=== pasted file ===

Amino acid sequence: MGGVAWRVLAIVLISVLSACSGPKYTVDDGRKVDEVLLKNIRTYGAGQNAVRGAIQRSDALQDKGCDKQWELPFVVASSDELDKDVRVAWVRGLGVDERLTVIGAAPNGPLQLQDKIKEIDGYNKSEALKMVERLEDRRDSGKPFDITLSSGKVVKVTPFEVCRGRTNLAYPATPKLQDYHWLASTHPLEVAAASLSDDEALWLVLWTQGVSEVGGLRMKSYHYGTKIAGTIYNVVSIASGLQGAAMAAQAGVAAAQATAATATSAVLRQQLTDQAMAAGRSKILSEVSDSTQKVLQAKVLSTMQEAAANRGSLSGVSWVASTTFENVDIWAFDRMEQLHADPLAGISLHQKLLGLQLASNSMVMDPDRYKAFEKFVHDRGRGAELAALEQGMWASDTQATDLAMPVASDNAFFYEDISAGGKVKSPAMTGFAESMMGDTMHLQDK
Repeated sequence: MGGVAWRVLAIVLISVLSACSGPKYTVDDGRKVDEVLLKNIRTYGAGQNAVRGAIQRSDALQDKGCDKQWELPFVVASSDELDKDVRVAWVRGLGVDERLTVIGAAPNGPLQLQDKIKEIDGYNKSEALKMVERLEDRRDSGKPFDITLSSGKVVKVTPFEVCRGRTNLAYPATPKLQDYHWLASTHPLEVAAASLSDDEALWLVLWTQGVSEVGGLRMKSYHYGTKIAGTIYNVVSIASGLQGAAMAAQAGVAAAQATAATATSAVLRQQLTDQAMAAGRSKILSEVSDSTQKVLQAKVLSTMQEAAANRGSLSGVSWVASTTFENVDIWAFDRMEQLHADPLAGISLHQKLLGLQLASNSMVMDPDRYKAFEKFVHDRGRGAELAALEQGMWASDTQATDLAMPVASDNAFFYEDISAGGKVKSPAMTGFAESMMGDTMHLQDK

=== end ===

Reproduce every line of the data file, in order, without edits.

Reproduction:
Amino acid sequence: MGGVAWRVLAIVLISVLSACSGPKYTVDDGRKVDEVLLKNIRTYGAGQNAVRGAIQRSDALQDKGCDKQWELPFVVASSDELDKDVRVAWVRGLGVDERLTVIGAAPNGPLQLQDKIKEIDGYNKSEALKMVERLEDRRDSGKPFDITLSSGKVVKVTPFEVCRGRTNLAYPATPKLQDYHWLASTHPLEVAAASLSDDEALWLVLWTQGVSEVGGLRMKSYHYGTKIAGTIYNVVSIASGLQGAAMAAQAGVAAAQATAATATSAVLRQQLTDQAMAAGRSKILSEVSDSTQKVLQAKVLSTMQEAAANRGSLSGVSWVASTTFENVDIWAFDRMEQLHADPLAGISLHQKLLGLQLASNSMVMDPDRYKAFEKFVHDRGRGAELAALEQGMWASDTQATDLAMPVASDNAFFYEDISAGGKVKSPAMTGFAESMMGDTMHLQDK
Repeated sequence: MGGVAWRVLAIVLISVLSACSGPKYTVDDGRKVDEVLLKNIRTYGAGQNAVRGAIQRSDALQDKGCDKQWELPFVVASSDELDKDVRVAWVRGLGVDERLTVIGAAPNGPLQLQDKIKEIDGYNKSEALKMVERLEDRRDSGKPFDITLSSGKVVKVTPFEVCRGRTNLAYPATPKLQDYHWLASTHPLEVAAASLSDDEALWLVLWTQGVSEVGGLRMKSYHYGTKIAGTIYNVVSIASGLQGAAMAAQAGVAAAQATAATATSAVLRQQLTDQAMAAGRSKILSEVSDSTQKVLQAKVLSTMQEAAANRGSLSGVSWVASTTFENVDIWAFDRMEQLHADPLAGISLHQKLLGLQLASNSMVMDPDRYKAFEKFVHDRGRGAELAALEQGMWASDTQATDLAMPVASDNAFFYEDISAGGKVKSPAMTGFAESMMGDTMHLQDK